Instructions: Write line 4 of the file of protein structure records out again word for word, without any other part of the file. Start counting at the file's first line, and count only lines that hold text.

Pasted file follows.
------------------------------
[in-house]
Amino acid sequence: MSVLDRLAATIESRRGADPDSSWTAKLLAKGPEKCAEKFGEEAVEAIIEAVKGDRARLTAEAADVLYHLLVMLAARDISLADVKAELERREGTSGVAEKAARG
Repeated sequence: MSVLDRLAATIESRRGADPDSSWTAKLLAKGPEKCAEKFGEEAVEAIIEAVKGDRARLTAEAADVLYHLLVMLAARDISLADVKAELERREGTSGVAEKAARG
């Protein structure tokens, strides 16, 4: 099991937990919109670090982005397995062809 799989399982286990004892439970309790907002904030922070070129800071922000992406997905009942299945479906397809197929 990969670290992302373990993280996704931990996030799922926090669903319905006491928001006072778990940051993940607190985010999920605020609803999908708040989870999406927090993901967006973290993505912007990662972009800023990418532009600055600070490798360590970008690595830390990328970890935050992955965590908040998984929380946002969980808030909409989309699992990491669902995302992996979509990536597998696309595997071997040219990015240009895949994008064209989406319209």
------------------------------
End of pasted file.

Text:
């Protein structure tokens, strides 16, 4: 099991937990919109670090982005397995062809 799989399982286990004892439970309790907002904030922070070129800071922000992406997905009942299945479906397809197929 990969670290992302373990993280996704931990996030799922926090669903319905006491928001006072778990940051993940607190985010999920605020609803999908708040989870999406927090993901967006973290993505912007990662972009800023990418532009600055600070490798360590970008690595830390990328970890935050992955965590908040998984929380946002969980808030909409989309699992990491669902995302992996979509990536597998696309595997071997040219990015240009895949994008064209989406319209």